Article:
At one point it was possible to lounge in the courtyard next to a well-tended planter. Today you're sitting on rotten benches next to a weed-filled hole. Also note the "Stone Pony" in the background.
A bit more detail of the courtyard. It is unclear what the original tenants were except for Stone Pony, which was apparently a bar or club that opened there in the 1970's and was never replaced with anything else.
Detail of the "Stone Pony" inscription which today looks to be stone dead. A peek inside would have likely uncovered vintage wonders untold.
A view of the entire courtyard including the front entrance and upper level terrace to the right from the back entrance. It must have been fun back in the day, but today it's a scary place.
The cloudy pictures were a return trip in July (two trips were included in these photos). Note the very tall weeds that filled the planters in the previous images. You know when that passes for landscaping the place is basically dead.
The three photos shown here show the American Fare that is located on Mountain Industrial Blvd just south of the Stone Mountain Freeway (US 78). Mountain Industrial Blvd becomes N Hairston Road connecting to Memorial Drive. This three-store hypermart concept owned jointly by Kmart and Bruno's opened in 1989, but was later downgraded to a regular Kmart replacing the Kmart at Village Square in 1994. It converted to Super Kmart in 1995 and closed for good in 2002. It was sold to the DeKalb County School Board and today is an alternative school.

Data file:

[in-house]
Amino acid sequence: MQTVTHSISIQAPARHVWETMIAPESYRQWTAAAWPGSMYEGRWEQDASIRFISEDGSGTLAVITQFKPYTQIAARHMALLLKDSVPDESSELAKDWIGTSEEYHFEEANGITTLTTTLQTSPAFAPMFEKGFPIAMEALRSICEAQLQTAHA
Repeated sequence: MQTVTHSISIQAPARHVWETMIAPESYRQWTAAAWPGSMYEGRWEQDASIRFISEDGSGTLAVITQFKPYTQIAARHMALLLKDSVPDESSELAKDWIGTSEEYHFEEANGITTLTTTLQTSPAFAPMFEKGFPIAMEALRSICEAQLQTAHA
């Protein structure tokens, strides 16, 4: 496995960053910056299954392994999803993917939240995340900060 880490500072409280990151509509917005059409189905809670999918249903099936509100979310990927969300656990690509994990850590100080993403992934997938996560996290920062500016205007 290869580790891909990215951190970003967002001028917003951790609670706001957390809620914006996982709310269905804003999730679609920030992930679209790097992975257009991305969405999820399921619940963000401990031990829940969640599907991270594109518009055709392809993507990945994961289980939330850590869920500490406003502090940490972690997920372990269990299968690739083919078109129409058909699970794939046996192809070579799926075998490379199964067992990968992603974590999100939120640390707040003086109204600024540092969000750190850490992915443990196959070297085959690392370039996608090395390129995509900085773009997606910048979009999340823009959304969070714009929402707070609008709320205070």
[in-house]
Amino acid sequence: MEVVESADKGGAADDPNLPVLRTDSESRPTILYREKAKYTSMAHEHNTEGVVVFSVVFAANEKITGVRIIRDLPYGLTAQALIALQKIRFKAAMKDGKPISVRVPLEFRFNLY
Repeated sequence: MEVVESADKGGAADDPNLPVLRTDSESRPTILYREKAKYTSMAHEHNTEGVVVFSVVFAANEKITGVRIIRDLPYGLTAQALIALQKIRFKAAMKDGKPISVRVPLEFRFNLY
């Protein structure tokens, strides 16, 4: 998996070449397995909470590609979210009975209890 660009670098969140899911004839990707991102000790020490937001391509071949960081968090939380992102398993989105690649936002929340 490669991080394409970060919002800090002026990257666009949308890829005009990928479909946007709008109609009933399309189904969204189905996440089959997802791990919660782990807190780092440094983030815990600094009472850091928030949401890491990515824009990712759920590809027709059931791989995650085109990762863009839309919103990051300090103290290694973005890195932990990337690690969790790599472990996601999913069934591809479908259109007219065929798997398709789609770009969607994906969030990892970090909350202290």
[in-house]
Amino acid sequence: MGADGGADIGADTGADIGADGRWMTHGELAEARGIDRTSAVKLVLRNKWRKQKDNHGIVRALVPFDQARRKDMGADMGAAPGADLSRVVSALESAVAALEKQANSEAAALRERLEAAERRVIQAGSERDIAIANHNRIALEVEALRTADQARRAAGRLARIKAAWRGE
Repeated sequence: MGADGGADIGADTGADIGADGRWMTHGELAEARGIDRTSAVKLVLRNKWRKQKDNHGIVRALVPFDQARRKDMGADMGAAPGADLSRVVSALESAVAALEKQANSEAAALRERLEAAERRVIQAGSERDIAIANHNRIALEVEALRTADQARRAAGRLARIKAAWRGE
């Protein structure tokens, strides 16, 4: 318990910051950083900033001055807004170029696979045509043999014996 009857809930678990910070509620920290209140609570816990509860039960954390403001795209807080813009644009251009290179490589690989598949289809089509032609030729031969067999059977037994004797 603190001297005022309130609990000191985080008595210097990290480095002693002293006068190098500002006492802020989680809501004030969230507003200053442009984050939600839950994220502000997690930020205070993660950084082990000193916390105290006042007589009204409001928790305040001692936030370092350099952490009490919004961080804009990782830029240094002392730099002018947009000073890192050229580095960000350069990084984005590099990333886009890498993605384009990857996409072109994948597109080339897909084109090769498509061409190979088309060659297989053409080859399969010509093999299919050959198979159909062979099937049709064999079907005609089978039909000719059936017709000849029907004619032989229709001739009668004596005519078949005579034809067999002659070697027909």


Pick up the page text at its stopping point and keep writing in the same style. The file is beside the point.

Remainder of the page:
The original Kmart still stands as "Value Mall". It is not clear if there were any other tenants in the store between 1989 and present.
Kmart and Kmart Foods. Action Sports Academy fills the former Kmart Foods. The former Kroger is a short ways to the right of this photo.
Detail of Kmart Foods. It is curious how long this operated being less than a block from Kroger. Was it converted to regular Kmart space before it closed? Perhaps Bruno's operated the Kmart Foods location at this store thus spearheading the American Fare concept.
While the forces that killed the center were based on its major anchor tenants seeking more competitive venues, the fact remains that the complex today is only partially occupied, and most of those tenants are service-oriented and not retail uses. Thus, the story is that although competition initially killed Village Square prematurely, it was the continued declining fortunes of what was once a prime retail corridor that have made the shopping center difficult to fill. The entire center is ripe for redevelopment today, but so far no interested parties have swooped in to occupy the partially vacant center. Perhaps in the future Kroger will relocate back to the center taking over the old Kmart as yet another location of its "Kroger Marketplace" concept helping to spur a redevelopment of the adjacent center that it left behind many years ago. For now, Village Square remains as a decrepit monument to 1970's sprawl that has only survived the wrecking ball because nobody cared enough to do anything about it.